Can You Quit Your Job If Your Boss Changes Your Health Insurance ?
In Steinberg Vision Assoc. v. Unemployment Compensation Board of Review, 154 Pa. Commw. 486, 624 A.2d 237 (Pa. Cmwlth. 1993), the Court held that an employer's unilateral alteration of an intrinsically valued benefit and the corresponding reduction in compensation could give a claimant a necessitous and compelling reason to quit his or her job. Id. at 240.
The claimant in Steinberg quit her job after her employer notified her that the health insurance she previously received was going to be changed.
The new insurance policy offered significantly less coverage and had a higher deductible.
In order to keep her old coverage, the claimant would have had to pay $ 170.68 per month, which would have been subtracted from her wages. Id.
Since her wages remained the same, this amounted to roughly a 14.2% loss in earned compensation. Id. This Court, in affirming the decision of the Board to grant benefits, reasoned that the employer's change in employee health benefits marked a significant change to the employment contract, as well as a significant reduction in the claimant's compensation.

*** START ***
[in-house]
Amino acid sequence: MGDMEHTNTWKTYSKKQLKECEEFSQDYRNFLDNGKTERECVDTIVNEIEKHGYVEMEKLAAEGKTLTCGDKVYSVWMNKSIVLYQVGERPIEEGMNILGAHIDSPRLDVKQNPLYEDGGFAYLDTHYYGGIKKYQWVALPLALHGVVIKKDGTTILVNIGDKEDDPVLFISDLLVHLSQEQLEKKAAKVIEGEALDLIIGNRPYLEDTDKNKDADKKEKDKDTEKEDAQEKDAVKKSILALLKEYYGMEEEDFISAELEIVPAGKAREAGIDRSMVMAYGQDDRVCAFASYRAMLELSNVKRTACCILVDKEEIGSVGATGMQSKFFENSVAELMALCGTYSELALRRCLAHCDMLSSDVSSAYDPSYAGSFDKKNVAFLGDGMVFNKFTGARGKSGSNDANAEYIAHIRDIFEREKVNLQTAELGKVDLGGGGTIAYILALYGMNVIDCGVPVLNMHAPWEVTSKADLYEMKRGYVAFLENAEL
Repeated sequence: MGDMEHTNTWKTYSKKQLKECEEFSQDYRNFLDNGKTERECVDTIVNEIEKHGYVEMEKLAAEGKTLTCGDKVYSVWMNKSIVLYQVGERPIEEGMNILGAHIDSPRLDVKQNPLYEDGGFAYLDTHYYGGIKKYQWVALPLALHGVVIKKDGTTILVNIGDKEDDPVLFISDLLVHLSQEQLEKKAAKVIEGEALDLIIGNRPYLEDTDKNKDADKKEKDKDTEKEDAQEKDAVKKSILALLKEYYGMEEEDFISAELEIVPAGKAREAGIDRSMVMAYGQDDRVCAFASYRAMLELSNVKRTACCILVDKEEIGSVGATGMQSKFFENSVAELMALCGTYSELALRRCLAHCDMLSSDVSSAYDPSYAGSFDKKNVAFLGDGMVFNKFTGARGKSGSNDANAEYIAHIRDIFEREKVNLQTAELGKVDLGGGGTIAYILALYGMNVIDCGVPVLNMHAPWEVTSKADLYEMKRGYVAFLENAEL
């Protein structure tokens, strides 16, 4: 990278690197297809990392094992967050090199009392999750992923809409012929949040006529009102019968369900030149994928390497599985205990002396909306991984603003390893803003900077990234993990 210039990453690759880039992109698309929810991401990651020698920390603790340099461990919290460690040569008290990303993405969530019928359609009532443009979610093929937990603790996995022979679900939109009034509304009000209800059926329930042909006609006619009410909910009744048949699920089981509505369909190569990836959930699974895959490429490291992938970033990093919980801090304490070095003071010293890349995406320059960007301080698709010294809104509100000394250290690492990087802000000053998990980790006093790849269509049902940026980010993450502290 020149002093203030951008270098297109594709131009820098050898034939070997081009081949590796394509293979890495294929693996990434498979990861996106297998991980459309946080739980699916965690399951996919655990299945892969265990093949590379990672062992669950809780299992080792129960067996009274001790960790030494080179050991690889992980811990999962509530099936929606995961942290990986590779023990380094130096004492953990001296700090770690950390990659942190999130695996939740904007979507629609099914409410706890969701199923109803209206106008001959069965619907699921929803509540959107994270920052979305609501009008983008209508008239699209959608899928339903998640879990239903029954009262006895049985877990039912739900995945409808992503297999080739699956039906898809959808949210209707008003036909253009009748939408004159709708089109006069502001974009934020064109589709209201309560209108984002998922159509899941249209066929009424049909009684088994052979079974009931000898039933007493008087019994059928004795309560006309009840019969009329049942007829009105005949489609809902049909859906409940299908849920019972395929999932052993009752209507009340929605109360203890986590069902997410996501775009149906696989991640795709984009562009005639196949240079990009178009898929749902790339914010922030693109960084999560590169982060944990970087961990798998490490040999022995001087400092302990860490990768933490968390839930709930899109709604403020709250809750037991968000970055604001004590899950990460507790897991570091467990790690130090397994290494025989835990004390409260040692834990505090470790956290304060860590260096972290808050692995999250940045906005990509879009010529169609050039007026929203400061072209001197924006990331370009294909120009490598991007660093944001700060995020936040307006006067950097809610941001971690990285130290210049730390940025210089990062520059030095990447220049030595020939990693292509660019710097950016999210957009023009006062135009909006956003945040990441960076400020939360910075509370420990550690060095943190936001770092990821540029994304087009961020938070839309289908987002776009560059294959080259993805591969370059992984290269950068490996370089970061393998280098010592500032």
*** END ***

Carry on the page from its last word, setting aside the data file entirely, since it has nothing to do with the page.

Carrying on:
This Court held that there is no talismanic percentage that determines when a unilateral change in the terms and conditions of employment is substantial, but that each case turns on its own facts. Id. at 239.
The Court stated that the 14.2% reduction was right on the cusp of what should qualify as substantial. Id. the Court also noted that this impact would likely increase in the future based on the steady increase in insurance policy premiums over the course of the claimant's employment.
Based on the facts of the case, this Court decided that the reduction in earned compensation was enough to provide the claimant a necessitous and compelling reason to quit under Section 402(b) of the Law.